Family collage draper

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  • 1. The Draper Family:Stressors in SuburbiaKaitlyn Creney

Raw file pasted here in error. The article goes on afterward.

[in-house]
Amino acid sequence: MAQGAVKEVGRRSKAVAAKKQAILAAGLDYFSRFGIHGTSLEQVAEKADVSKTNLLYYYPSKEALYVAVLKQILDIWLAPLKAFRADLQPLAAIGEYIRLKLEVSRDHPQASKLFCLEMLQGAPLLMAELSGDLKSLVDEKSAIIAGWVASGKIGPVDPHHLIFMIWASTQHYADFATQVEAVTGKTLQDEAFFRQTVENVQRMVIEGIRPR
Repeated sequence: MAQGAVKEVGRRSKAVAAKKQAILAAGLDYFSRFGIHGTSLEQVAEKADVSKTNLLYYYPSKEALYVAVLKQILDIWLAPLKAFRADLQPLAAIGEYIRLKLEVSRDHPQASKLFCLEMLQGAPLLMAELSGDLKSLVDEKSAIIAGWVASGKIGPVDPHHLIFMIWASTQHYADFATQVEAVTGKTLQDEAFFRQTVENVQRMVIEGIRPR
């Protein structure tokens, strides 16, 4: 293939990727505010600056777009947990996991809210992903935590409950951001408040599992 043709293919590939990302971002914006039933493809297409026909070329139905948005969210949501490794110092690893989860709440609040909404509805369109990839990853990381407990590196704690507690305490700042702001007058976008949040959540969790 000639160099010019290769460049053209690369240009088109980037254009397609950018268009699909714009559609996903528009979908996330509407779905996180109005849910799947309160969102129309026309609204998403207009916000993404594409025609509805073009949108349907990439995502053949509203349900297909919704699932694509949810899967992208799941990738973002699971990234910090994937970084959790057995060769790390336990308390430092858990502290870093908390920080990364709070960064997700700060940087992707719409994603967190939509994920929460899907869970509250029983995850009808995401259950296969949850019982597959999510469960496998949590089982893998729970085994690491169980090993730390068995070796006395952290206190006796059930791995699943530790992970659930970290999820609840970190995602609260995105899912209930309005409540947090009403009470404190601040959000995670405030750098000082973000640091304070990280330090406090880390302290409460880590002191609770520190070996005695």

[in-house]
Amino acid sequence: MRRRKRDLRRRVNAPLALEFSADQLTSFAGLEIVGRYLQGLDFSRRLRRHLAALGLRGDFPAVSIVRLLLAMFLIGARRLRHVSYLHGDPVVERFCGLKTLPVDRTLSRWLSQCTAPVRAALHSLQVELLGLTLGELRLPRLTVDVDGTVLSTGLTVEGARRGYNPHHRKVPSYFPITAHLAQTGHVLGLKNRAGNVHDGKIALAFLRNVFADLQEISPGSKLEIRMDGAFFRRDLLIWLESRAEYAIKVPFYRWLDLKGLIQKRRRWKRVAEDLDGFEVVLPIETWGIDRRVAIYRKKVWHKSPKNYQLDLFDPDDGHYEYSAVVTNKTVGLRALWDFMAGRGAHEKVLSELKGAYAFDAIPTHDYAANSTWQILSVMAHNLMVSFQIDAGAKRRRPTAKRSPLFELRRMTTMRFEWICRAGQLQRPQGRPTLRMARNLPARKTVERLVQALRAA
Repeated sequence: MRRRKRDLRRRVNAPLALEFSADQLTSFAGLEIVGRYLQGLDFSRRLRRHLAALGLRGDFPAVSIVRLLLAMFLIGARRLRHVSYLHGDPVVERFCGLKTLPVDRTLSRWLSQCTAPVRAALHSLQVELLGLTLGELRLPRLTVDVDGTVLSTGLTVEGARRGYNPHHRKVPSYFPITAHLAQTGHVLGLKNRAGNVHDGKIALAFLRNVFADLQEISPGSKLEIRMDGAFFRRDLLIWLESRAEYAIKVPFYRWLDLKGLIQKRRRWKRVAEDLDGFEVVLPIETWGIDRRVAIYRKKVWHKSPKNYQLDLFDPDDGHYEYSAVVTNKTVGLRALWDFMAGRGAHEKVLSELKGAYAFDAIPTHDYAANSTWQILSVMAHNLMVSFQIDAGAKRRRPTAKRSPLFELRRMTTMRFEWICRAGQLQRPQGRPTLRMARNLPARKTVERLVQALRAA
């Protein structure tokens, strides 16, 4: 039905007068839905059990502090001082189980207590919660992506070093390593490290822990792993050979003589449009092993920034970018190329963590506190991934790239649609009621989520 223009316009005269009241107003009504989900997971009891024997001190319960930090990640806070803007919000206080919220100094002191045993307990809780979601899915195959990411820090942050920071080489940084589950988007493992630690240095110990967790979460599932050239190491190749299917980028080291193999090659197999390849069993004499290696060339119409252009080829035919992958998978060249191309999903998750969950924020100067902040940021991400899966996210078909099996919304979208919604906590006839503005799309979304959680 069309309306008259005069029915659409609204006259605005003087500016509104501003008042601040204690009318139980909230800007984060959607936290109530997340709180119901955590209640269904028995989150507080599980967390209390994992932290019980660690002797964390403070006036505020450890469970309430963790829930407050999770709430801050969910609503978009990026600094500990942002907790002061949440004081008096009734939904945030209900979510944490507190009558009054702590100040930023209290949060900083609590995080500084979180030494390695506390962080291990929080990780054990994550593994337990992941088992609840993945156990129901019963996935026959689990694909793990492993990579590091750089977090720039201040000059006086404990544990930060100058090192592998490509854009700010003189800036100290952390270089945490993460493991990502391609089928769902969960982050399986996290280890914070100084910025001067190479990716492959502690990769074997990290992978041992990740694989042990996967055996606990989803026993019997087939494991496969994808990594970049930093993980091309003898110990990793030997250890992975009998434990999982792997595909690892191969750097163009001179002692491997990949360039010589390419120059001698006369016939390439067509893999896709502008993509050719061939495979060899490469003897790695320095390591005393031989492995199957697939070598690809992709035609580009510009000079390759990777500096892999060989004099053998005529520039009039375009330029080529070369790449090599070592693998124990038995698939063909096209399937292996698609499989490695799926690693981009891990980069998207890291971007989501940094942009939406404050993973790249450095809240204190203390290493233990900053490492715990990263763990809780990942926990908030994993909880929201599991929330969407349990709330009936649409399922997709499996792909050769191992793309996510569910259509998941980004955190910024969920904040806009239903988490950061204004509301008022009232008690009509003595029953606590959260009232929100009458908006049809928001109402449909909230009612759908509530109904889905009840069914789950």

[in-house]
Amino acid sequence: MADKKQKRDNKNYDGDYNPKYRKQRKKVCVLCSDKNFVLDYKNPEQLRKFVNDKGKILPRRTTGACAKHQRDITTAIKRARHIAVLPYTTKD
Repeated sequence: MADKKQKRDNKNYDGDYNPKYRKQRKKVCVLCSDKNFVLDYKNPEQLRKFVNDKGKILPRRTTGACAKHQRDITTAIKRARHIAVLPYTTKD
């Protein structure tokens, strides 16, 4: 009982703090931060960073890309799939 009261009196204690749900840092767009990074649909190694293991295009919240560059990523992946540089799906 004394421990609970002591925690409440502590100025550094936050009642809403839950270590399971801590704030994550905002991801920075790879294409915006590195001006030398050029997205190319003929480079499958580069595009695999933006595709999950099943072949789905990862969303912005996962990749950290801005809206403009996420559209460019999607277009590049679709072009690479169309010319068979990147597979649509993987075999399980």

2. The show Mad Men paints a portrait of theepitome of the nuclear family that was thenorm in the late fifties and early sixties. As the series progresses the Draper familyexperiences changes that reflect certainadvancements of their time period. The family begins as very traditional but as thenorms of societys context shifts so does theirstability. 3. Prior to the series the protagonist, Don, the father in thefamily, takes on the identity of another man (to escape theKorean War). In doing so he has to remain both emotionally detached tohis environment and keep track of his lies. He suffers from anxiety attacks whenhe fears that his true identity will beexposed. His secrets are both toxic and dangerous. When his wife Betty confronts him withthe truth the trust between them is broken.Betty cant move forward because sheworries about what else he has lied about. 4. Betty passively accepts many of Dons affairs. She stores upwhat information she has to use at him at a later point,gunnysacking. This puts stress on Betty as she is always monitoring herbehavior and living with her own secret. When she decides be unfaithful her confrontation with Donbrings forth these previous issues. Her infidelity issomething that he cant handle as he reacts violently. 5. Alcohol use plays a major role in the lives of the family. Both parents see alcohol as a both a social lubricant as wellas a coping device to mask addressing their larger maritalissues.Intoxication is frequentlyused as an excuse for badbehavior.Alcohol use censors,distorts, and inhibitscommunication . 6. The oldest child Sally suffers some of the greatestpsychological impacts of her parents illness.She devises verbal patterns to explain to her youngerbrother(s) and those outside the family about her mothersstate in particular.Sally serves as the bartender atmany of the familys cocktailparties. Giving her a distorted viewof addiction.When Don brings her to work sheemulates his drinking habits to feelcloser to him. 7. Betty displaces her anger about her marital relationshiptowards Sally frequently. She verbally snaps at Sally ordenies her privileges. Don is continually disengaged. His involvement with thefamily life becomes like a hollow shell. He avoids situationswhere he has to be at home. He chooses his job or otheractivities to engage with as a substitute. The idea of pseudomutuality is also present. Here membersanger is characterized by agreeing to what they disagree on.The maintenance of perfection or the ideal is one that ispassed down to the children. 8. The Drapers are a one-spouse dominant family. AlthoughBetty is in charge of the home sphere all of her decisionshave to go through Don. Whenever the children ask herdirectly for something she subverts her power byredirecting them to their father. Don is the source ofeconomic, normative, cognitive, and affective resources. Don is allowed to orchestrate the power but both Betty andSally implement it. Betty does so to the maid and thechildren while Sally bosses her younger brother(s) aroundwhile Betty is preoccupied. Bettys beauty is her greatest asset to the cybernetic familysystem. Don experiences power struggles when he requiresher personal resources to impress people. 9. Sally grows very close to her grandfather Gene when hecomes to live with the family. His death furthers Bettys spiral into depression. However, his deathprovides an opportunity forSally and Betty to connect.The sharing of family-of-origin stories provides closure,comfort, and closeness betweenthe two. 10. The Drapers new baby Gene is very unexpected. Gene was conceived during what Don calls a moment ofdesperation. In an attempt to save the marriage. His birth means that Sally hasto take on more responsibility. Because he is born shortlybefore Don and Betty separate hispresence is continually forgottenby Don. 11. In this picture Sally accuses her mother of forcing her father toleave. Don states that their separation is nobodys fault. Thenegative communication patterns as well as specific individualissues are alluded to during this pivotal conversation. Both parents stress that thechildrens well-being is whatthey are concerned with. The relationship has followed thecharacteristics of coming apartthroughout the series, arecognition of differences, anexperience of constrictedcommunication, a sense ofstagnation, a pattern ofavoidance, and the immediateand protracted experience oftermination (297). 12. During the second phase of separation and divorce, thesettling in or single parent phase, tension between all formermembers occurs. Don and Betty no longer constrained by their marriage findthemselves able to communicate more openly but still in adestructive manner.Sally acts out the most out ofthe children. She cuts her hair,runs away, and tries to pit eachparent against the other.Once both parents have newrelationships she argues withthe discipline from people whoarent her biological parents. 13. Don is allowed to have the children on the weekends. Herealizes that it is too much for him to handle. He marries anew woman as a substitution for their mother and as a wayfor him to continue his parenting style.Betty renegotiates her role inthis transition by listening tothe advice her new husbandhas to offer. She realizes thatshe has to adapt to thesechanges in order for herrelationship with her childrento be successful. 14. As it stands the Draper family seems to be in a muchhealthier state than when they were together. The familys separation has provided more meta-communication and an openness for all thoseinvolved. Others wants and needs are met. Therehas been room for individual therapy as well asreflection. Growth was made possible by the dissolution of adestructive relationship. 15. Family Communication: Cohesion and ChangeKaitlyn Creney